Tahrir: Liberation Square

Tahrir: Liberation Square


Reviewed by: Scott Macdonald

Ninety per cent of politics is turning up. With dozens of demonstrations and hundreds of thousands on the streets of Cairo, Tahrir: Liberation Square is an interesting, if unfocused look at the political maelstrom of the Arab Spring as it happened.

With zero explanation or introductory voicing, we delve straight into the fortnight of "just and sacred" anti-Mubarak protests. It's a straightforward piece of filmmaking, a multi-camera set-up capturing clear, high-definition video. The introductory credits are set to grainy and overcompressed cameraphone footage, with tinny sound.

Copy picture

The film's structure is elusive. Director Stefano Savona very simply invites us to stand witness. There are very few names, only a series of people, some of whom we come to recognise when they speak later. It's an uninteresting documentary strategy. The camera often meanders, slowly filtering through crowds and voice-over explanation.

The film comprises a slipshod mixture of repeated chanting, direct-to-camera rants, and some interesting scenes with newly-energised political activists, discussing their politics and (lack of) strategy over a campfire. "We're fighting for a secular state, one which respects our liberties."

These old and young rebels desire political pluralism and are fearful of a future replacement, regressive Islamic state. Many of them have foresight, plotting for the probable power-vacuum. Others merely want to concentrate on Mubarak's fall, and division in the ranks is detrimental to this main goal.

Added to the thin structure are short vignettes dealing with the practicalities of such a protest - including when it turns violent, the air thick with stones - there are thousands sleeping in the square, a hundred thousand people in prayer simultaneously, and they form impromptu hospitals to treat the wounded.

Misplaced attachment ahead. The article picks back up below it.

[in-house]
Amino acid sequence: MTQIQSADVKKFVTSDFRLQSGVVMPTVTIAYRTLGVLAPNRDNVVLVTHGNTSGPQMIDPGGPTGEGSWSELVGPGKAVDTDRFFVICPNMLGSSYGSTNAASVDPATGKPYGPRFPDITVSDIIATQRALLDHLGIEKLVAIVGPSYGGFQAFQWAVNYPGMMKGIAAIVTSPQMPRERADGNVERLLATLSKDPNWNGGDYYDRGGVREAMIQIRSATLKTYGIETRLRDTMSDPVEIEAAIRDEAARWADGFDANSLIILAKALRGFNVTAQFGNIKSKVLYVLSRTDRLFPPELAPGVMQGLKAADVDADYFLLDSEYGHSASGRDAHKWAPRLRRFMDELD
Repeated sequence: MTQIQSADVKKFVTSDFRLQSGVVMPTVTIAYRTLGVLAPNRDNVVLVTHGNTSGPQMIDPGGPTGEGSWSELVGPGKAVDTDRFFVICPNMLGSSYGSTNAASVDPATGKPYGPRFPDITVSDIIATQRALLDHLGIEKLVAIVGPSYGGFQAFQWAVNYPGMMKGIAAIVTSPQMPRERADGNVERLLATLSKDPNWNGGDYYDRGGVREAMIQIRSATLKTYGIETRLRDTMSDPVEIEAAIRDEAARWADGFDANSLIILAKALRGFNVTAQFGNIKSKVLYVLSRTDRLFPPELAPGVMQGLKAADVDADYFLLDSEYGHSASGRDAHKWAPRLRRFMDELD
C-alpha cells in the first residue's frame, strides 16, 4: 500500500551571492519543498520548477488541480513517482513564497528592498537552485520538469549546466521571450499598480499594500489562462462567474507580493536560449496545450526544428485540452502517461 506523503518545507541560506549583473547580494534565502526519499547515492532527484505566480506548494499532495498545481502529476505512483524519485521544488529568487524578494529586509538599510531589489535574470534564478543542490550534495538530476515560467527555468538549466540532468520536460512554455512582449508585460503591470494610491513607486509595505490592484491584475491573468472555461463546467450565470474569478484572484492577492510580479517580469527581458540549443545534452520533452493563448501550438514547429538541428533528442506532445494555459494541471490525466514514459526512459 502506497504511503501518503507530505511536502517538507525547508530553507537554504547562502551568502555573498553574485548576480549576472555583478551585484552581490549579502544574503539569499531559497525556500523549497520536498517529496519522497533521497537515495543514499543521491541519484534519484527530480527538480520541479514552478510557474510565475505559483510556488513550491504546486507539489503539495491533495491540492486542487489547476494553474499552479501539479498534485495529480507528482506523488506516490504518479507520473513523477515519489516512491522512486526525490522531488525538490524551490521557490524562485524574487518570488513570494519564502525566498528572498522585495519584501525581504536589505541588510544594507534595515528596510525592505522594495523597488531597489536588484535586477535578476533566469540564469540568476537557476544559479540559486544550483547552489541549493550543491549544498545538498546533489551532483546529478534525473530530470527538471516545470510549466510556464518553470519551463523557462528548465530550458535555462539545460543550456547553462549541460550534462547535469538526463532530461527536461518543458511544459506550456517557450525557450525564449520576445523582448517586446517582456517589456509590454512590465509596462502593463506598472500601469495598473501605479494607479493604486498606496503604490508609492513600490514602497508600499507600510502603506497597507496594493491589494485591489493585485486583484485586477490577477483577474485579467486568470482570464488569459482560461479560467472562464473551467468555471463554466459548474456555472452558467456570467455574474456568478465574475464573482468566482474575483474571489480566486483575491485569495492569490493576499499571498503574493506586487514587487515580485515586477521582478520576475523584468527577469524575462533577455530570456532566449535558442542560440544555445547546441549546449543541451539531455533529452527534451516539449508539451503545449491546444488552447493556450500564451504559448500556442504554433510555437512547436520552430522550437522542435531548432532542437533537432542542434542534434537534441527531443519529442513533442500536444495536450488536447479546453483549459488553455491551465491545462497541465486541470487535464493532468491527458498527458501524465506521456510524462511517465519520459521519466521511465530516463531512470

The protestors come from all walks of life - there are peasants, small businesses owners, farmers, suit-wearing yuppies (there's a Gucci jacket in there). As the protest continues, they keep chanting and singing to keep their spirits high. Many faces betray their fear of the military. The film discusses the problems of a leaderless rebellion - "Who's going to represent us?"

Tahrir: Liberation Square's lack of perspective is its greatest flaw. Furthermore, it's a story that lacks enough context or commentary. As a slice of footage from the Arab Spring, it's fine, but it feels incomplete. At time of writing (June 2011), little has changed since the end of the film. While Mubarak has not returned, political protestors are still being arrested at whim and the army retains control of the country.

There's a potent little coda, where a demonstrator realises the inherent fragility of their victory. One can only begin to imagine the frustration.

Reviewed on: 19 Jun 2012
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Documentary on the Egyptian revolution.

Director: Stefano Savona

Year: 2011

Runtime: 91 minutes

Country: France, Italy


EIFF 2012

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